Risk Factors: Most liver masses are asymptomatic and found incidentally during clinical examination, imaging studies, or surgery. When symptomatic they may present with pain, fever, jaundice, weight loss, or rupture. Risk factors for the various liver tumors have been identified and studied. Oral contraceptive use is associated with hepatocellular adenoma. Cirrhosis and chronic hepatitis predispose to hepatocellular carcinoma. Carcinogens associated with liver neoplasms include thorotrast, aflatoxin, vinyl chloride, and arsenic. Physical examination is often negative. Evidence of cirrhosis or primary tumors in other organs (large bowel, breast, and lung) should be sought for. Abnormalities of liver function tests are inconsistent and nonspecific. If serum transaminases are markedly abnormal, a hepatitis panel should be obtained. Tumor markers, such as alfa-fetoprotein (AFP) and carcinoembryonic antigen, have a role in the diagnosis and postoperative follow-up of hepatocellular carcinoma, cholangiocarcinoma, and metastatic colon carcinoma. Imaging studies are complementary, rather than competitive, and provide useful information in diagnosis and in evaluating resectability.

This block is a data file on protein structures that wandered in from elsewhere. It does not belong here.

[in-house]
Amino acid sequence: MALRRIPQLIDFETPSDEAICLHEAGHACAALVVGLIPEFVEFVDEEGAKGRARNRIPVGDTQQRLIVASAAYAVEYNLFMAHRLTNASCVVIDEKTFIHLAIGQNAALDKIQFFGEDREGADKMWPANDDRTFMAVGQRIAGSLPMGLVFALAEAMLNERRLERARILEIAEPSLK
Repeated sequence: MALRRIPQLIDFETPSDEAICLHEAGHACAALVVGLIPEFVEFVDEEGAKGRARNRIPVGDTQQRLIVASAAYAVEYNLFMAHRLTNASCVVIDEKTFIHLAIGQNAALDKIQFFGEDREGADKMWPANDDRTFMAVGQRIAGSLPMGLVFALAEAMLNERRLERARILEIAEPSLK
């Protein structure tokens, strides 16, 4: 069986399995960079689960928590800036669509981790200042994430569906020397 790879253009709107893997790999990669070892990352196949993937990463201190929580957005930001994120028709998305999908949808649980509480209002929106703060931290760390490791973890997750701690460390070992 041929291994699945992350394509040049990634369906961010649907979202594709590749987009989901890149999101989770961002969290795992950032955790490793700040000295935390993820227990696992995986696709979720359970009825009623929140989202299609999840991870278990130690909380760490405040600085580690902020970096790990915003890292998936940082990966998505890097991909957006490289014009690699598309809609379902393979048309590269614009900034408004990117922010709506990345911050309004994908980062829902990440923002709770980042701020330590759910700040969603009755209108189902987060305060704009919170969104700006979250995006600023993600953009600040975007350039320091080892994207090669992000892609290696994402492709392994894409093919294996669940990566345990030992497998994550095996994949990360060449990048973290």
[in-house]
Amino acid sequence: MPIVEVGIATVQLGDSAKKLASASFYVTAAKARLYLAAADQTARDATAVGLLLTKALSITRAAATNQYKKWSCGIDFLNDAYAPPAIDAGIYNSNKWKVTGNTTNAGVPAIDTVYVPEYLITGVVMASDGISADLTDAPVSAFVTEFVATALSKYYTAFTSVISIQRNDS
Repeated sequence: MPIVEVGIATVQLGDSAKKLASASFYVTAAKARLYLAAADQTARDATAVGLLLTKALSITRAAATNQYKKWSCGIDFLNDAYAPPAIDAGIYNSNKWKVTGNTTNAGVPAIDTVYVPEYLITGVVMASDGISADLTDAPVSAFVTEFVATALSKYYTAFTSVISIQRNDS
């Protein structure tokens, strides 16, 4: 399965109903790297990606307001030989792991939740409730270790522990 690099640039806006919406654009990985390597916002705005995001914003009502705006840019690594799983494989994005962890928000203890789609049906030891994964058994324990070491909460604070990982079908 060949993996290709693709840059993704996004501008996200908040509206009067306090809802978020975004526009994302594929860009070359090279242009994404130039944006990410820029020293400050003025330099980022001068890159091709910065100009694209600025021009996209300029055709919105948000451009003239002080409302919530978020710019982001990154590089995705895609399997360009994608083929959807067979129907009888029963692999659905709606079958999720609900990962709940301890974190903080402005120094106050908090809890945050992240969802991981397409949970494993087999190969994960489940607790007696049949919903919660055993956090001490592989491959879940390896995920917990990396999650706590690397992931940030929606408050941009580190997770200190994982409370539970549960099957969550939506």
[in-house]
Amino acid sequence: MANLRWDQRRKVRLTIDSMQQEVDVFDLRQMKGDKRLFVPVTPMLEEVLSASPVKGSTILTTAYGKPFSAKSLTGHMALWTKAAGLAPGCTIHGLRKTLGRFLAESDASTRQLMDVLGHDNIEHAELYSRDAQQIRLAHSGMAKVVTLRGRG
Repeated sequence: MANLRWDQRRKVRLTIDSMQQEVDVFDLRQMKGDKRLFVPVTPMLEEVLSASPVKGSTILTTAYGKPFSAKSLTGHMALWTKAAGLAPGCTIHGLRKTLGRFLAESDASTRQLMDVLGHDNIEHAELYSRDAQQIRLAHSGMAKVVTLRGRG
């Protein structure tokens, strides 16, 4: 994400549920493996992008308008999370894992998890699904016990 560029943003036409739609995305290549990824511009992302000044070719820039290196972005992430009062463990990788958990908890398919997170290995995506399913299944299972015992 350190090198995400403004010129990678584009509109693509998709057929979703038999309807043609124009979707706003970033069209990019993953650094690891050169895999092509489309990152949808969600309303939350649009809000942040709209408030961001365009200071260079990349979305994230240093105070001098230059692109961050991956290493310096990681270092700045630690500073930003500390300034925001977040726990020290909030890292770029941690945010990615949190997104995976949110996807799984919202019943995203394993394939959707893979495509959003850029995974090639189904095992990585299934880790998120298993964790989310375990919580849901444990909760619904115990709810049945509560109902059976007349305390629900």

KeywordsHydatid Cyst Choledochal Cyst Focal Nodular Hyperplasia Cavernous Hemangioma Islet Cell Tumor
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